May 29, 2019 will be a day I remember forever. We had to get up extra early due to river flooding and the possibility of the highway closing. We were afraid we would have to take back roads to get to Children’s for Graham’s Autism Evaluation. Luckily the highway was open so our traveling was very easy.

We arrived super early at the clinic. We sat in the car and watched movies and listened to music waiting for time to go check-in. My feelings were everywhere, I thought I was prepared for what the outcome would be. I mean I was the one who pushed to get Graham tested. For me to get that “official” diagnosis. To have it official for those who doubted my mother instinct. For those who I felt were questioning me or interrogating me. To have it official so I could tell them to shut up. I didn’t think of it as once we had a diagnosis, my son would be “labeled” for life.

We enter the clinic to check in then waited till they called us back. I hear “Graham Mills” and my heart started pounding. They took his measurements, then we followed them to a room with toys and a chair where they would perform his evaluation. He clung to me, terrified. It took so much for them to get the slightest interaction out of him. We were asked question after question. They also looked at his Speech, Occupational, Physical, and Developmental evaluations from his developmental preschool.

As they finished we were taken to an exam room while they calculated the evaluation. We sat and we waited and waited until the psychologist and speech pathologist finally reappeared. Confirming what my maternal instinct was telling me. My son was in fact autistic. They handed us a stack full of handouts. I sat there trying to understand everything they were giving us. I wondered what level he fell on the spectrum? I had heard of levels 1, 2, and 3. What level was my son? They seemed so confused when I asked that question. The only thing they could tell me was the test shows he is severely autistic and is considered nonverbal. They then left the room and we waited for our Developmental Pediatrician to come and speak with us. When she entered the room she handed us even more pamphlets. Also suggesting we sign him up for ABA therapy. It was then time to leave.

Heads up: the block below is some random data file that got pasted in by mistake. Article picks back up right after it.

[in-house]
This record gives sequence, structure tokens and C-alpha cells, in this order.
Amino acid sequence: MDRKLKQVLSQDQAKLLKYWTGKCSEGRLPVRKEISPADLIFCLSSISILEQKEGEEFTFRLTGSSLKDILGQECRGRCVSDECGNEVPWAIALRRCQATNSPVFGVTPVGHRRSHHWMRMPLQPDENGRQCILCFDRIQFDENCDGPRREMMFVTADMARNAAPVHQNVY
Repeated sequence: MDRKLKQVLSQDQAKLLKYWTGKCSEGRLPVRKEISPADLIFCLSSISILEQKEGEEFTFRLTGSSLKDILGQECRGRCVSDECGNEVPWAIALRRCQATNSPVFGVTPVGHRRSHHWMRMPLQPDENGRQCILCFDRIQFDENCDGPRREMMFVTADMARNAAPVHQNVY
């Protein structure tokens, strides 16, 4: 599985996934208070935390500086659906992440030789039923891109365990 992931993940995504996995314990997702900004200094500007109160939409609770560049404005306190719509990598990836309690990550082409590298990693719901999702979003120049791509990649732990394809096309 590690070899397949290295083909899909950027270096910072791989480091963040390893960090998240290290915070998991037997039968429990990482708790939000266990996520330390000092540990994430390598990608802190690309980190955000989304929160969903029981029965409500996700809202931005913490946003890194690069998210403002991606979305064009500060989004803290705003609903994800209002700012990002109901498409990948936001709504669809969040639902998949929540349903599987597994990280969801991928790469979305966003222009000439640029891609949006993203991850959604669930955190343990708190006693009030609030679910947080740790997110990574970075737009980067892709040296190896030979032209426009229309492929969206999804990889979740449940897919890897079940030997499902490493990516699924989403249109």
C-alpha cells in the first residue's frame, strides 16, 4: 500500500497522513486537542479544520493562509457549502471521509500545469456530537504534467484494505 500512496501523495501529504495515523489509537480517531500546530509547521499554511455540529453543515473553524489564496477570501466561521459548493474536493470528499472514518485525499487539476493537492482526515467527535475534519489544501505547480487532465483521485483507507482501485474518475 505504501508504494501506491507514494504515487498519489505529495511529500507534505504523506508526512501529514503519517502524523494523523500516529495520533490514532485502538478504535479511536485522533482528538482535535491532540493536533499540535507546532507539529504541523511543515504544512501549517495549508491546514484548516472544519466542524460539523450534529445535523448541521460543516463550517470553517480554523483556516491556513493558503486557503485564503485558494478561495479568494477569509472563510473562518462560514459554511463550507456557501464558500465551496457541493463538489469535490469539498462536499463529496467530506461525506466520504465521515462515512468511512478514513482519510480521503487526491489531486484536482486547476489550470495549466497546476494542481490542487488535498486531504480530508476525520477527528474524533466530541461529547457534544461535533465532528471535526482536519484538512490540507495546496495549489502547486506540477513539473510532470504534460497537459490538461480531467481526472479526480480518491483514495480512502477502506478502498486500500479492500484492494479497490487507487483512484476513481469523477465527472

As we got to the car all I could do was sit and cry, saying “I wasn’t crazy”. So many family members who we reached out to for support but instead were asked question after question. Asking us why we thought he was autistic or what does the doctor see that leads them to believe he’s on the spectrum.

I then wondered would my child ever become verbal? Would I ever get to hear “I love you mommy”? I was a mess and just ready to get home. I wanted to process everything in the privacy of my own home.

Finally home and as we get inside I thought ok now time to call family and update on what we were informed. But every phone call it was like I was hearing it for the first time, my son was just diagnosed with autism. I then tried to read through the pamphlets given to us full of “resources” to see what else I needed to do. After that, I was done! I put everything away and just cuddled my son.

The next day I got up and started registering for all the websites we were given to “help” us. Requesting the free materials they had to send us. I then called about ABA therapy. They explained he would be put on a waitlist and we would have to wait for a spot to open. It usually takes six months or longer. Once a spot opened they would send a therapist to our house 20-30 hours a week. This would be in addition to attending school Monday through Friday. He was only two! My mind started thinking, when would he just get to be a kid?! When would we have family time just us three? So we decided not to apply for ABA therapy. We just continued with all the services we were already receiving for the time being, taking one day at a time.

This post originally appeared on Guiding Graham’s Way.
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